A Beginner's Guide: What Is Uninsured Motorist Coverage?

Oct 06, 2022 By Susan Kelly


Automobile liability insurance is typically required by law, while minimum levels of coverage vary from state to state. To put it simply, an uninsured motorist (UM) is a negligent driver whose insurance company refuses to pay a claim, is unable to pay the claim, or whose insurance policy does not cover the damages caused by accident. One who causes an accident and then flees the scene is also regarded to be driving without insurance.

Without uninsured coverage, you may not be compensated for damages caused by a collision in which the other driver was at fault. You can choose between two different kinds of uninsured motorist protection. The bodily injury coverage from uninsured motorists will pay for your medical bills, and the property damage coverage will reimburse you for the damage to your vehicle.

What Does Uninsured Motorist Insurance Cover?

When an uninsured driver causes an accident, uninsured coverage can assist cover the costs of medical care and vehicle repairs. When another person is at fault for your vehicle's damage or your health, but they don't have the financial resources to compensate for your medical expenses or other losses, your uninsured coverage (UM) kicks in.

Types of UMC

Motorist coverage often comes in two varieties:

Uninsured Motorist Bodily Injury Coverage

This insurance will help you pay for medical care, missed wages, and emotional distress after an accident. You won't have to worry about paying medical bills or lost wages if you have any passengers with you. These policies often have two maximums: one for each individual and one for each accident. For liability coverage of $25,000 per individual and $50,000 in total per incident, the form would read "25/50." In some places, drivers can pool their limits into a single total.

Uninsured Motorist Property Damage Coverage

When an uninsured driver causes damage to your vehicle or other property, this protection will pay for the repairs. The damages incurred due to a hit-and-run accident are covered in some states. The deductible for this protection could be up to $300.

What Happens If You Have an Accident with an Uninsured Motorist?

You might believe that filing a claim with the other driver's insurance company is the next logical step if you are injured in a rear-end collision caused by someone who does not have insurance. If they don't have insurance, you won't be able to either. Your UMBI policy will contribute to your costs. Forget about using your health insurance or paying out of pocket for medical care if you don't have coverage. As an added downside, medical leave for injury recovery means less money in your pocket. In light of this, it is crucial to ensure adequate UMBI coverage.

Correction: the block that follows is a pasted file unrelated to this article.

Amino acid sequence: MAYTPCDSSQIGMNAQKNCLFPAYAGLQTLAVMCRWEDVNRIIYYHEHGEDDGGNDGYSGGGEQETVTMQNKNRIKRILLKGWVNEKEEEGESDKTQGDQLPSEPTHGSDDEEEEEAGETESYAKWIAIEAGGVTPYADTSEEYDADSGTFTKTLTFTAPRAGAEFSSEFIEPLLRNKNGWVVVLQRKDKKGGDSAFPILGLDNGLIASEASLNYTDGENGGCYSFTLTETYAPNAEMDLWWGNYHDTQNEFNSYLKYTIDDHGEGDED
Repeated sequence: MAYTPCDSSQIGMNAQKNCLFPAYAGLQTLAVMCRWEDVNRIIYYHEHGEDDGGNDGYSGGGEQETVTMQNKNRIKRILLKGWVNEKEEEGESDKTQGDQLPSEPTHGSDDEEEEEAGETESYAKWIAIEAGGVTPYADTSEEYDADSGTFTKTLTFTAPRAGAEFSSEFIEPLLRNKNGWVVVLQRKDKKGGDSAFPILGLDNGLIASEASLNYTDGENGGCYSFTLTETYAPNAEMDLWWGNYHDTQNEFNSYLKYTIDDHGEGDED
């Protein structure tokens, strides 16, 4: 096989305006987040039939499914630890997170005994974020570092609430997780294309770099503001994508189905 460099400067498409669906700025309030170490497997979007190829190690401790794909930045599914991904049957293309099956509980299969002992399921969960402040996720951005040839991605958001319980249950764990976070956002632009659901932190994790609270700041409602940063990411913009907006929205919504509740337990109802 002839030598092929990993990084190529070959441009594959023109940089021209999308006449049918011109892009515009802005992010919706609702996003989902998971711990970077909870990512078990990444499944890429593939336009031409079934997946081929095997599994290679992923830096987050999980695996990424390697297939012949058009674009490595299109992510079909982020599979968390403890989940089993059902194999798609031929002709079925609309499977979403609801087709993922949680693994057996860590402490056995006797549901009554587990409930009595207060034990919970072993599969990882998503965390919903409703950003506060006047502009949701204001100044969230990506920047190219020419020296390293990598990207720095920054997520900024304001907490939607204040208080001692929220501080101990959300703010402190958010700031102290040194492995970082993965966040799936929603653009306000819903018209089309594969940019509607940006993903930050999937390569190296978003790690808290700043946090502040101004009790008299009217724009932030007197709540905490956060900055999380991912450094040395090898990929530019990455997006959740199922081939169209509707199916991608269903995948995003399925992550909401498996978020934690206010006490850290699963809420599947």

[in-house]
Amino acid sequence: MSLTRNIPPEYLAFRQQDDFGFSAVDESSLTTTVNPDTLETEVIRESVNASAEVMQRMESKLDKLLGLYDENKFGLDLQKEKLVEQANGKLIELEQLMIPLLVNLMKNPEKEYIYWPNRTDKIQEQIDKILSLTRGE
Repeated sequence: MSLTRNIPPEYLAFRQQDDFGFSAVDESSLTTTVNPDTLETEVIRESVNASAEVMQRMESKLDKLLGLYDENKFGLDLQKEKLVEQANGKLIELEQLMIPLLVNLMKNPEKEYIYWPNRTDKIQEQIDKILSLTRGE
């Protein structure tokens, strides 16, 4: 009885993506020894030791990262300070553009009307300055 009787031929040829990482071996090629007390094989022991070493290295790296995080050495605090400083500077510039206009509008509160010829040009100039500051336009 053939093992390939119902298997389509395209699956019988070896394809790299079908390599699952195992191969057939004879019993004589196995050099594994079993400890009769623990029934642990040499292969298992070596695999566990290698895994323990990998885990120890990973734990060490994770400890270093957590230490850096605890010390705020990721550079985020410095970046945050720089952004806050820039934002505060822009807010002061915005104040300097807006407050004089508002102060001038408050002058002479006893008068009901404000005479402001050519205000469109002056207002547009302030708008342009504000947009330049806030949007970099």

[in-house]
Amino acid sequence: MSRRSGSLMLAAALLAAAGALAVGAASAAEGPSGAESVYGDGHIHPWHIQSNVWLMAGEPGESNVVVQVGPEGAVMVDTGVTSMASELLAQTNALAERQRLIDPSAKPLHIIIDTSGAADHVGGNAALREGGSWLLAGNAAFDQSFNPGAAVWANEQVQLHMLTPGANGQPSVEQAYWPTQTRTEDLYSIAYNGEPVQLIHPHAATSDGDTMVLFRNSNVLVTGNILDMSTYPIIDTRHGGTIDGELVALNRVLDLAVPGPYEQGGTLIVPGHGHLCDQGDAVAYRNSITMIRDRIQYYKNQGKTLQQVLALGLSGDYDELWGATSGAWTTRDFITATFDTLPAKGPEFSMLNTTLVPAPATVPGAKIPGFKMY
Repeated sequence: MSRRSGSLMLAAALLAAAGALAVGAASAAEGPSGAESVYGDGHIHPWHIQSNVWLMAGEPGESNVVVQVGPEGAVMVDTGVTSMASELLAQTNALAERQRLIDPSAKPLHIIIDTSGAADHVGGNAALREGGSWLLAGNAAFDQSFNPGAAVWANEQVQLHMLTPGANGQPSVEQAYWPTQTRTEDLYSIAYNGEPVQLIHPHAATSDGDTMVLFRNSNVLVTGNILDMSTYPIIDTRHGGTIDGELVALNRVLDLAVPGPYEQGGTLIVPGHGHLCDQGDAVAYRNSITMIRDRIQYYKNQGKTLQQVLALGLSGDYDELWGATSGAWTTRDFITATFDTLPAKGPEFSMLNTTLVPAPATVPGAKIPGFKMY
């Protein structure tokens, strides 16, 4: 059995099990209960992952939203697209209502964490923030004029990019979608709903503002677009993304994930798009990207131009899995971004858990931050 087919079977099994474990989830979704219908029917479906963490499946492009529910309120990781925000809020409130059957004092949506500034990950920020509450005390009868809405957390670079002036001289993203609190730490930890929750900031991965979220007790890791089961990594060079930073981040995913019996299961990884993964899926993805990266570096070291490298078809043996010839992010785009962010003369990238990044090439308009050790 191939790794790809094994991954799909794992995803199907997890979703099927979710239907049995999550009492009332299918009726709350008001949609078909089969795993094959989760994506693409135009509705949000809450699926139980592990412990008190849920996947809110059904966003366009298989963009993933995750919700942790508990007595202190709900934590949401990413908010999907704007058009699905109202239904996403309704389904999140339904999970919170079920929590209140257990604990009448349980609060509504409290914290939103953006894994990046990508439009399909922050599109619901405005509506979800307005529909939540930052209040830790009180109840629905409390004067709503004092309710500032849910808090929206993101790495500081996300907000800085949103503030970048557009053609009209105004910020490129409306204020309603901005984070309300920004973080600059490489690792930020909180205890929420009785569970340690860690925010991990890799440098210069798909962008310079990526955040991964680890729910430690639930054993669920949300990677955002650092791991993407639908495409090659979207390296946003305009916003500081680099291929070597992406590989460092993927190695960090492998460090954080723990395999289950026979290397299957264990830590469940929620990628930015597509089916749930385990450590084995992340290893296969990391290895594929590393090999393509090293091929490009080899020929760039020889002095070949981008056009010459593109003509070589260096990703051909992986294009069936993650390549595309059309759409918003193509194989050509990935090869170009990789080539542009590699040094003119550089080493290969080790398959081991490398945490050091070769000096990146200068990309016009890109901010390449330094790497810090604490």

The Benefits of Uninsured Motorist Coverage

On average, a person driving for a living will be in four car accidents over their lifetime. This may not seem like a lot, but it's impossible to know how serious each given accident will be. Extreme injuries or major damage to your vehicle can have long-lasting consequences. Even though Florida law mandates that all motorists carry at least the bare minimum of liability coverage, our state still has the second-highest rate of uninsured motorists in the country at about 24 percent. This equates to roughly 25% of Florida drivers who are uninsured. Your injury protection (PIP) coverage may not cover all of the costs of a collision caused by one of these drivers, leaving you responsible for paying for costly medical care and vehicle repairs out of pocket. Insured/underinsured motorist (UM) coverage is handy in situations like these.

Who Needs Motorist Coverage?

There's a chance it'll come in handy for anyone who drives. There's no telling if the person who hits you will have insurance or if they'll have enough insurance to cover your medical bills and car repairs. Hit-and-run accidents, in which the other driver cannot be located to settle your damages, are also covered by uninsured motorist policies.


When an accident occurs, and another driver is to blame, you can submit a claim to that driver's insurance carrier. You might use the money from the claim to fix your automobile or pay for your medical fees if you were hurt in the accident. Having uninsured coverage might reduce the amount you have to pay for damages to your vehicle or medical expenses if the other driver does not have enough insurance or insurance. Again, this may be discretionary depending on your location, but having this protection in place can be comforting in an accident.

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